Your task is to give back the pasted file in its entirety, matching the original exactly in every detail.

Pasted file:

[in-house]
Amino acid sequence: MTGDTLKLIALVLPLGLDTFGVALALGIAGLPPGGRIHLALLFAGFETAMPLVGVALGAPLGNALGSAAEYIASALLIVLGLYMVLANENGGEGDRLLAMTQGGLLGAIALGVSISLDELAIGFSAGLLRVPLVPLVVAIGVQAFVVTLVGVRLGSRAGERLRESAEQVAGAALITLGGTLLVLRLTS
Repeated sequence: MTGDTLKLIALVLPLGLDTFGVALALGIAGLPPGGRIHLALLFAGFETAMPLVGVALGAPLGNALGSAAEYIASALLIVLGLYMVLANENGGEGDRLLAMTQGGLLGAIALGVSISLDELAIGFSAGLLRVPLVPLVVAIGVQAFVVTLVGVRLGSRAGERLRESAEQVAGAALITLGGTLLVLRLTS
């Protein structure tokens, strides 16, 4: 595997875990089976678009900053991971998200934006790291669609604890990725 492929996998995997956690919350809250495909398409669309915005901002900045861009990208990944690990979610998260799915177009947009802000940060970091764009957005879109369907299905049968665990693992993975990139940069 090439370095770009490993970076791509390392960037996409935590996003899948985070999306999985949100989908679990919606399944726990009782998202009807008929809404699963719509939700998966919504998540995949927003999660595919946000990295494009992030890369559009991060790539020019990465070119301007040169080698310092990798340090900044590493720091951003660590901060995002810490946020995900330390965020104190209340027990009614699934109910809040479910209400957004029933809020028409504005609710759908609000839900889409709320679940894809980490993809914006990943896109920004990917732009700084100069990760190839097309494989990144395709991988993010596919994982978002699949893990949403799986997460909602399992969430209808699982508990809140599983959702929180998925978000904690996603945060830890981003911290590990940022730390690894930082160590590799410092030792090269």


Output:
[in-house]
Amino acid sequence: MTGDTLKLIALVLPLGLDTFGVALALGIAGLPPGGRIHLALLFAGFETAMPLVGVALGAPLGNALGSAAEYIASALLIVLGLYMVLANENGGEGDRLLAMTQGGLLGAIALGVSISLDELAIGFSAGLLRVPLVPLVVAIGVQAFVVTLVGVRLGSRAGERLRESAEQVAGAALITLGGTLLVLRLTS
Repeated sequence: MTGDTLKLIALVLPLGLDTFGVALALGIAGLPPGGRIHLALLFAGFETAMPLVGVALGAPLGNALGSAAEYIASALLIVLGLYMVLANENGGEGDRLLAMTQGGLLGAIALGVSISLDELAIGFSAGLLRVPLVPLVVAIGVQAFVVTLVGVRLGSRAGERLRESAEQVAGAALITLGGTLLVLRLTS
């Protein structure tokens, strides 16, 4: 595997875990089976678009900053991971998200934006790291669609604890990725 492929996998995997956690919350809250495909398409669309915005901002900045861009990208990944690990979610998260799915177009947009802000940060970091764009957005879109369907299905049968665990693992993975990139940069 090439370095770009490993970076791509390392960037996409935590996003899948985070999306999985949100989908679990919606399944726990009782998202009807008929809404699963719509939700998966919504998540995949927003999660595919946000990295494009992030890369559009991060790539020019990465070119301007040169080698310092990798340090900044590493720091951003660590901060995002810490946020995900330390965020104190209340027990009614699934109910809040479910209400957004029933809020028409504005609710759908609000839900889409709320679940894809980490993809914006990943896109920004990917732009700084100069990760190839097309494989990144395709991988993010596919994982978002699949893990949403799986997460909602399992969430209808699982508990809140599983959702929180998925978000904690996603945060830890981003911290590990940022730390690894930082160590590799410092030792090269």